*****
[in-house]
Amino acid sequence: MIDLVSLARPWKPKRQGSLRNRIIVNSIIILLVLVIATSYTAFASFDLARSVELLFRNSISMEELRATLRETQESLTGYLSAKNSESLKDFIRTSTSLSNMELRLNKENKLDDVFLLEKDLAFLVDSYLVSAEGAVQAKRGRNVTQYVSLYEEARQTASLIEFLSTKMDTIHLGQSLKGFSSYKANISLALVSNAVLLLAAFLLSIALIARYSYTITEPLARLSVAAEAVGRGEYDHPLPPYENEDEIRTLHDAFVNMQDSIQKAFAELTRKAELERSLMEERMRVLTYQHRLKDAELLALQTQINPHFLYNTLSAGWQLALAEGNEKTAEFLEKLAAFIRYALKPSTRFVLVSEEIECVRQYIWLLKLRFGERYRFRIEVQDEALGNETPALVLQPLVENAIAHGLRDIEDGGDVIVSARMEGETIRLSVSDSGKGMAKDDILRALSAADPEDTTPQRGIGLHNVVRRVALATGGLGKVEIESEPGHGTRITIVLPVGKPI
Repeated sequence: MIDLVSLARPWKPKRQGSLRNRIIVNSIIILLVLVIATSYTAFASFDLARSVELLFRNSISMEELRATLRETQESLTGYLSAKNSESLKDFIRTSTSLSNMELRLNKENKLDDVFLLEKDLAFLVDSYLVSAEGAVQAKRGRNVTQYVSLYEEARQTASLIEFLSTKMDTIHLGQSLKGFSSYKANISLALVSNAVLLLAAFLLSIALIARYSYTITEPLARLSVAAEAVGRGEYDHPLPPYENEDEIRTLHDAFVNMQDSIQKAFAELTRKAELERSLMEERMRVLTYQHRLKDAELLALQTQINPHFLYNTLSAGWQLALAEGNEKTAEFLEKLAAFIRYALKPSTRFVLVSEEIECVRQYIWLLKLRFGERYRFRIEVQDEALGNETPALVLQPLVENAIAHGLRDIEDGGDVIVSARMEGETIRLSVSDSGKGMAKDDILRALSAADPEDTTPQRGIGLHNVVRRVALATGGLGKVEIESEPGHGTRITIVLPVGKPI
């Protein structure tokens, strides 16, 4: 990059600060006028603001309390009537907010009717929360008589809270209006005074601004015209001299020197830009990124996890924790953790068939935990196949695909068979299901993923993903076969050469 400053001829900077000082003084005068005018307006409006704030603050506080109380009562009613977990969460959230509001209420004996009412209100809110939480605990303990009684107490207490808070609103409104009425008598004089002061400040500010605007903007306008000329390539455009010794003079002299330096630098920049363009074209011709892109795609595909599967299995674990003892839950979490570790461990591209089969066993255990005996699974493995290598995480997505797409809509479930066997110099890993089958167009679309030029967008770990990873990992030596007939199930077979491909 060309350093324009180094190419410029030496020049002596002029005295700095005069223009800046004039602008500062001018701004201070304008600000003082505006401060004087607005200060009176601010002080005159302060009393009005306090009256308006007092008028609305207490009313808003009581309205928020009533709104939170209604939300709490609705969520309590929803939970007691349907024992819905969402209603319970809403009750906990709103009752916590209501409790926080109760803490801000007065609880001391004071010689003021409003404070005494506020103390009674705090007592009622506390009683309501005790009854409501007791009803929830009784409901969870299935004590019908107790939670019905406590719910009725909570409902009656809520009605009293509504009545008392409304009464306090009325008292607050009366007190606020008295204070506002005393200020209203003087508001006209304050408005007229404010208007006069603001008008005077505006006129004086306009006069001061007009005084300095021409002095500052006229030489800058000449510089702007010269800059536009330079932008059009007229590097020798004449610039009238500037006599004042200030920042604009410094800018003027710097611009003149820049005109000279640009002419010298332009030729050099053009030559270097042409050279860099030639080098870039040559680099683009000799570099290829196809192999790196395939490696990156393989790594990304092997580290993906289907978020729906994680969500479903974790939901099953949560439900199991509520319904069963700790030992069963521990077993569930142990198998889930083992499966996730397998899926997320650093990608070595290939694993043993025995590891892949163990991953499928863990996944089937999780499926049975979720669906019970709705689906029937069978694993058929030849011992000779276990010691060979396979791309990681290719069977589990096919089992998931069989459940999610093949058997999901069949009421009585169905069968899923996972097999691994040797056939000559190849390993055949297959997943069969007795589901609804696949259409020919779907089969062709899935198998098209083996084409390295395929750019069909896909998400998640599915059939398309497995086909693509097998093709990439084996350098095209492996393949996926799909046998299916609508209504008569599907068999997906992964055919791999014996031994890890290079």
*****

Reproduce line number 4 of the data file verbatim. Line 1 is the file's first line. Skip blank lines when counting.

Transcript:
């Protein structure tokens, strides 16, 4: 990059600060006028603001309390009537907010009717929360008589809270209006005074601004015209001299020197830009990124996890924790953790068939935990196949695909068979299901993923993903076969050469 400053001829900077000082003084005068005018307006409006704030603050506080109380009562009613977990969460959230509001209420004996009412209100809110939480605990303990009684107490207490808070609103409104009425008598004089002061400040500010605007903007306008000329390539455009010794003079002299330096630098920049363009074209011709892109795609595909599967299995674990003892839950979490570790461990591209089969066993255990005996699974493995290598995480997505797409809509479930066997110099890993089958167009679309030029967008770990990873990992030596007939199930077979491909 060309350093324009180094190419410029030496020049002596002029005295700095005069223009800046004039602008500062001018701004201070304008600000003082505006401060004087607005200060009176601010002080005159302060009393009005306090009256308006007092008028609305207490009313808003009581309205928020009533709104939170209604939300709490609705969520309590929803939970007691349907024992819905969402209603319970809403009750906990709103009752916590209501409790926080109760803490801000007065609880001391004071010689003021409003404070005494506020103390009674705090007592009622506390009683309501005790009854409501007791009803929830009784409901969870299935004590019908107790939670019905406590719910009725909570409902009656809520009605009293509504009545008392409304009464306090009325008292607050009366007190606020008295204070506002005393200020209203003087508001006209304050408005007229404010208007006069603001008008005077505006006129004086306009006069001061007009005084300095021409002095500052006229030489800058000449510089702007010269800059536009330079932008059009007229590097020798004449610039009238500037006599004042200030920042604009410094800018003027710097611009003149820049005109000279640009002419010298332009030729050099053009030559270097042409050279860099030639080098870039040559680099683009000799570099290829196809192999790196395939490696990156393989790594990304092997580290993906289907978020729906994680969500479903974790939901099953949560439900199991509520319904069963700790030992069963521990077993569930142990198998889930083992499966996730397998899926997320650093990608070595290939694993043993025995590891892949163990991953499928863990996944089937999780499926049975979720669906019970709705689906029937069978694993058929030849011992000779276990010691060979396979791309990681290719069977589990096919089992998931069989459940999610093949058997999901069949009421009585169905069968899923996972097999691994040797056939000559190849390993055949297959997943069969007795589901609804696949259409020919779907089969062709899935198998098209083996084409390295395929750019069909896909998400998640599915059939398309497995086909693509097998093709990439084996350098095209492996393949996926799909046998299916609508209504008569599907068999997906992964055919791999014996031994890890290079």